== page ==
“Going back is a death sentence.”

So says Adonias Arevalo, a 26-year old undocumented immigrant who, like 800,000 others, may face deportation. Though he’s paid his taxes, grown up in Houston for more than half of his life, gone to an American college, in the eyes of this country, he’s still not legally here.

Earlier this week on Tuesday, Attorney General Jeff Sessions announced that the Trump administration would be rescinding the Deferred Action for Childhood Arrivals (DACA) program. It’s an act that President Barack Obama instated in 2012 as a way to protect young undocumented immigrants, who call themselves DREAMers after the DREAM Act of 2001. The act was a legislative proposal that would help undocumented young people find their way into permanent residency.

“We are a people of compassion and we are a people of law,” Sessions said Tuesday. Opponents of DACA, like Sessions, have said for years that the act takes away jobs from American citizens and provides benefits to those who unlawfully entered the country.

“There is nothing compassionate about the failure to enforce immigration laws. The compassionate thing is to end the lawlessness, enforce our laws, and, if Congress chooses to make changes to those laws, to do so through the process set forth by our Founders in a way that advances the interest of the nation.”

For Adonias, who’s worked to support his family since he was 14, this could mean being forced back to El Salvador, a country with the most homicides per capita in the world. It’s the same place where gang members once killed his father. It’s also a place that is virtually inhabitable for queer people like Adonias. With LGBTQ individuals targeted, it’s one of the most dangerous places in the world to be queer.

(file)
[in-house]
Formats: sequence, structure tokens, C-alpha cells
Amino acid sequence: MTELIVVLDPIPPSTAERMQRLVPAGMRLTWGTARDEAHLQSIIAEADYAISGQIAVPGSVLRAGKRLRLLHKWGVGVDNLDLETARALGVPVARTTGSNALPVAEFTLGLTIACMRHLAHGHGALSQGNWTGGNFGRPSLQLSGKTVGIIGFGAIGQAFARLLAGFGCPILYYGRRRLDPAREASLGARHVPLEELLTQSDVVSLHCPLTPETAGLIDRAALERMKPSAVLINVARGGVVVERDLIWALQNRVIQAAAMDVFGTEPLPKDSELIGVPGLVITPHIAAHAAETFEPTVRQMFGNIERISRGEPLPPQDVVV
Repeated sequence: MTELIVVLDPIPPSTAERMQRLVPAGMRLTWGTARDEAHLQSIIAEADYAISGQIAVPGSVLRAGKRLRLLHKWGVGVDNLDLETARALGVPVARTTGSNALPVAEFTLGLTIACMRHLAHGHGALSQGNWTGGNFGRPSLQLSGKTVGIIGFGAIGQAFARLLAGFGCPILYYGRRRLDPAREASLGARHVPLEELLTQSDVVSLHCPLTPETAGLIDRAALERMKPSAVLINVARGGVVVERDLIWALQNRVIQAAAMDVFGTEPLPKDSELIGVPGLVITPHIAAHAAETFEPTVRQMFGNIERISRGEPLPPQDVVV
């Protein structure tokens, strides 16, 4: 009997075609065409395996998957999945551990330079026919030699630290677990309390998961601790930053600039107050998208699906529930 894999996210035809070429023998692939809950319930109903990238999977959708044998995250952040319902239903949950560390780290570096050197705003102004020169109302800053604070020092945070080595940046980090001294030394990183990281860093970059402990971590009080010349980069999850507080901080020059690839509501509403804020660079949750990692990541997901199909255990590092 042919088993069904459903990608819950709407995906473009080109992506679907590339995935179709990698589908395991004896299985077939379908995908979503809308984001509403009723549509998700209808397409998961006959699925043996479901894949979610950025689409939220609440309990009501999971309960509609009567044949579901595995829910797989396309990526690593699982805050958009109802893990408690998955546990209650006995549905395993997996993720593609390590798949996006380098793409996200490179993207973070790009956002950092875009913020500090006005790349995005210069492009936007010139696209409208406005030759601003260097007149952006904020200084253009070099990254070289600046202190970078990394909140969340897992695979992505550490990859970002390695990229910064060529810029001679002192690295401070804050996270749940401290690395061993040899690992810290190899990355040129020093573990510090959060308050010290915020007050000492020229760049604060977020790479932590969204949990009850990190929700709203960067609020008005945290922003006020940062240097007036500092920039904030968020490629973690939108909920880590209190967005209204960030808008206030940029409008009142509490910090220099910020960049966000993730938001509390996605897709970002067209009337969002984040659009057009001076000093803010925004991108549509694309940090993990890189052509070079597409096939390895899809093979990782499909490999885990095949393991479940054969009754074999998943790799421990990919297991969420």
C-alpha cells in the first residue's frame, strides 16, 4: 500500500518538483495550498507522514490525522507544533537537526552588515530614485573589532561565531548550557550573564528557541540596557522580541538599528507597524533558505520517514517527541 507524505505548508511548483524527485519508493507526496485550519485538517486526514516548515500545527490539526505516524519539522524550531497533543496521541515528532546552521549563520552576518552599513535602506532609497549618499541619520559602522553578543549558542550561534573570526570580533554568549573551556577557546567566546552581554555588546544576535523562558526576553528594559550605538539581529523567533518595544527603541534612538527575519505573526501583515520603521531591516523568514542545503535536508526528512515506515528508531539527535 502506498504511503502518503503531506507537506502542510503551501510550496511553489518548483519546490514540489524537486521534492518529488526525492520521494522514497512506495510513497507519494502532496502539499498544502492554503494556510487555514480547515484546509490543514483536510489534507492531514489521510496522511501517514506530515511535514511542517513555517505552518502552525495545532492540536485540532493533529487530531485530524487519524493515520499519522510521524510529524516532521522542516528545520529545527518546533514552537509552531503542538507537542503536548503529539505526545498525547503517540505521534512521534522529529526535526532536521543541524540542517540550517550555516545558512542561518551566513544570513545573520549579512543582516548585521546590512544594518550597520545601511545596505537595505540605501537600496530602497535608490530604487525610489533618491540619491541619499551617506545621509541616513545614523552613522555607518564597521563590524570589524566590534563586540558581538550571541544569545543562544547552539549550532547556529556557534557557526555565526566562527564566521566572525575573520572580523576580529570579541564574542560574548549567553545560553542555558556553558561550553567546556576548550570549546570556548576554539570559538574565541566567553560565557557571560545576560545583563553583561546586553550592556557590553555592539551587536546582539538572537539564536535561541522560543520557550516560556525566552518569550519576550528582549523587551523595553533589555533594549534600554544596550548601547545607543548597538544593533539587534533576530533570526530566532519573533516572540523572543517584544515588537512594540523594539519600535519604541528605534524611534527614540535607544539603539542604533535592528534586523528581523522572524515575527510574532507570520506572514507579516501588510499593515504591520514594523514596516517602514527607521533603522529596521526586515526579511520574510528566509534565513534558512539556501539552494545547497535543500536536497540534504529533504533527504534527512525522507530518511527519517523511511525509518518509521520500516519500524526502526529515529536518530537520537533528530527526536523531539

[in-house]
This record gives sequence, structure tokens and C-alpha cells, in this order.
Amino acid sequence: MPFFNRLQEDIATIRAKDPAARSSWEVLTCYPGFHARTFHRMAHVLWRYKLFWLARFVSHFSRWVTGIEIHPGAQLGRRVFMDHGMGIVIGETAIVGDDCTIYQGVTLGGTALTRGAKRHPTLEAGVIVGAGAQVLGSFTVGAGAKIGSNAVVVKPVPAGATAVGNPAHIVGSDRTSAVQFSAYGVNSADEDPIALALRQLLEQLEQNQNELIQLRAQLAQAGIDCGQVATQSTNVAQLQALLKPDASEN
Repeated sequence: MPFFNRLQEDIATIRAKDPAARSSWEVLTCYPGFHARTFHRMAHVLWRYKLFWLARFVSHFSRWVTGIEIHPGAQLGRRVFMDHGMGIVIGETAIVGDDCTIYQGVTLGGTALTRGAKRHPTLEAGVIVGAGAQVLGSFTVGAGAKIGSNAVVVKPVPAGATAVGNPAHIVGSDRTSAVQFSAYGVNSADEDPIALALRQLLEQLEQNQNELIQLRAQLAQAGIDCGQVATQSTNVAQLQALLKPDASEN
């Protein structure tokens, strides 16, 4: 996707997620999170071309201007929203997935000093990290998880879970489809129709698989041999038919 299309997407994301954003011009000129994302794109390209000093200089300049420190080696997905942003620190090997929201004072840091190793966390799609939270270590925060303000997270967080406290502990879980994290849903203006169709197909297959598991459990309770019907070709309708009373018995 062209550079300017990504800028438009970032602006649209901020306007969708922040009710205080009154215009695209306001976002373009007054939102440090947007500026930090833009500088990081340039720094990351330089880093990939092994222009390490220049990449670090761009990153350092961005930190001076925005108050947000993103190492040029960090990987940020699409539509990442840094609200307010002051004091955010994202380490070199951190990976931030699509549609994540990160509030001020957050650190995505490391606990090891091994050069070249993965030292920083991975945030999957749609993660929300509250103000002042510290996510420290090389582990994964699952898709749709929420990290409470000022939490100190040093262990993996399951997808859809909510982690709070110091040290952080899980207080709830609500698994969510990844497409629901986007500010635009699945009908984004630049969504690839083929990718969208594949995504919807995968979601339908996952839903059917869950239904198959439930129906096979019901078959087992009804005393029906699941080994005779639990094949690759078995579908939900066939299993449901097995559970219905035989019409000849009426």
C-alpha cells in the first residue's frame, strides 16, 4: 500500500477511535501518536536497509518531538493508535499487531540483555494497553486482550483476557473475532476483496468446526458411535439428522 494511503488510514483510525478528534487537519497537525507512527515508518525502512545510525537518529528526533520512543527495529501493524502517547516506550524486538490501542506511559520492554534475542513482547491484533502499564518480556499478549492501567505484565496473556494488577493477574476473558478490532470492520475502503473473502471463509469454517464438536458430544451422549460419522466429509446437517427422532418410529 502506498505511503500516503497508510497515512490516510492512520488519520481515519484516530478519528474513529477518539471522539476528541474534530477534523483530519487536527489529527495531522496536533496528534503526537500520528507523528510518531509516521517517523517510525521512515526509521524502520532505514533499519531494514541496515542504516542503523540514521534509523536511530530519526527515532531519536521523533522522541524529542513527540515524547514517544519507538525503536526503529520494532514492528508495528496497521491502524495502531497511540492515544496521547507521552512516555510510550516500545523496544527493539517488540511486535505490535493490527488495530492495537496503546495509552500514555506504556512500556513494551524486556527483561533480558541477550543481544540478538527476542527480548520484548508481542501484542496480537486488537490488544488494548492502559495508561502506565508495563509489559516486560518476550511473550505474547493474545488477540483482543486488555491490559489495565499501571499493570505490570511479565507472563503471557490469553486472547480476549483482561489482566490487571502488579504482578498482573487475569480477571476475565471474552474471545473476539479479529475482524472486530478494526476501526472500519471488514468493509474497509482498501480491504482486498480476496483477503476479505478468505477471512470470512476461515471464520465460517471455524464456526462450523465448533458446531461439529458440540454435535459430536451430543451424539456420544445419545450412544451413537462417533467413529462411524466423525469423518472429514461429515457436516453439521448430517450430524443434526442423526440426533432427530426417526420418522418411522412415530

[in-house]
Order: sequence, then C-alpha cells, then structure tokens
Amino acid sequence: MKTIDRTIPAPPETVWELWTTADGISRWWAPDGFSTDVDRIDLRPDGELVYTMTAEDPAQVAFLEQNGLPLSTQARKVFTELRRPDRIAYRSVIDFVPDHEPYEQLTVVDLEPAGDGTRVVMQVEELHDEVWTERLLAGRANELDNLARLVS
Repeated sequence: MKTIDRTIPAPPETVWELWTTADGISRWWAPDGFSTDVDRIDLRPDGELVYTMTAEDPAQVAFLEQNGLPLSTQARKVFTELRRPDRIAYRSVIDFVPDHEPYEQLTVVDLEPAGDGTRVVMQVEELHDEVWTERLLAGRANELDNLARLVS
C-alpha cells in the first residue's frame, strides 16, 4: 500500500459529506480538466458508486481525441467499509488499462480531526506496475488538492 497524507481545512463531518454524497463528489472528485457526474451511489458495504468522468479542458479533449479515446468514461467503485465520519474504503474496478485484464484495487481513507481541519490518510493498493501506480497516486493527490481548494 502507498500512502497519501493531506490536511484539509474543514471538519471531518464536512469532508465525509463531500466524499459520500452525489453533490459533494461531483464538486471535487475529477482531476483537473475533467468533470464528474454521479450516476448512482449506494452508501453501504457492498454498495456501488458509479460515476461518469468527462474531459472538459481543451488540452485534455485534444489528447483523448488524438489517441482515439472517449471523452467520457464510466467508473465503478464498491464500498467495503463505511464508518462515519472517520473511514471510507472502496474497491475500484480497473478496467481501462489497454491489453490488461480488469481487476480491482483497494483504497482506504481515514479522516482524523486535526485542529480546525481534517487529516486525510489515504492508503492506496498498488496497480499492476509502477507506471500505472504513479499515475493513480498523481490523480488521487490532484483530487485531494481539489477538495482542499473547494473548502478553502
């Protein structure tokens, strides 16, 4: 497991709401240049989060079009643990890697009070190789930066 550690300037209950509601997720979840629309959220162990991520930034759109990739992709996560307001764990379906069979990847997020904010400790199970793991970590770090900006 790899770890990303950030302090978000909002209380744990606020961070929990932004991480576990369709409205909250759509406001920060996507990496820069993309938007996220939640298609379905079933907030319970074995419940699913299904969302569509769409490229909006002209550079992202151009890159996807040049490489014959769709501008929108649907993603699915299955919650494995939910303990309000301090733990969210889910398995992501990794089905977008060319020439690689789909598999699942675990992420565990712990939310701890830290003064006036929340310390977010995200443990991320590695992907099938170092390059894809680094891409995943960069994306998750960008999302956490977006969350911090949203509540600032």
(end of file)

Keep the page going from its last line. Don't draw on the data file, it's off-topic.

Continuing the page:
(Graph courtesy NBC News)

“This has always been real for me and the thought does scare me,” he tells Very Good Light.
The entire erasure of DACA, President Obama’s policy from 2012, would mean he’d go back to a country that does not want him. Under DACA, Adonias was able to graduate from the University of Texas, Houston as well as become a productive member of society. Today, he’s an organizer at the Arizona Dream Act Coalition in Phoenix, where he fights for other immigrants’ rights.
To be eligible, applicants like Adonias had to have arrived in the U.S. before they were 16, lived since June 15, 2007 and could not have been older than 30 in 2012.
DACA allows immigrants like Adonias to become productive members of American society just like the rest of us. They’re given a valid driver’s license, the ability to go to American colleges and gain jobs while also paying taxes. It does not though, give them an easier path to citizenship.

While President Trump recently tweeted all was safe for the next six months he also announced he would terminate DACA completely on March 5, 2018. That means congress has six months to find a solution or to deport all 800,000 completely.

The thought of DACA being overturned makes Adonias and the hundreds of thousands of others feel uneasy. Very Good Light reached out to three young men across the country whose lives would be completely changed with the overturn of DACA. Though they’re from different backgrounds and professions their stories are all the same: they’re fighting for the American Dream. Below, their stories as told by them.*

For more information on DACA visit the government’s own website here.

Adonias Arevalo, 26, Phoenix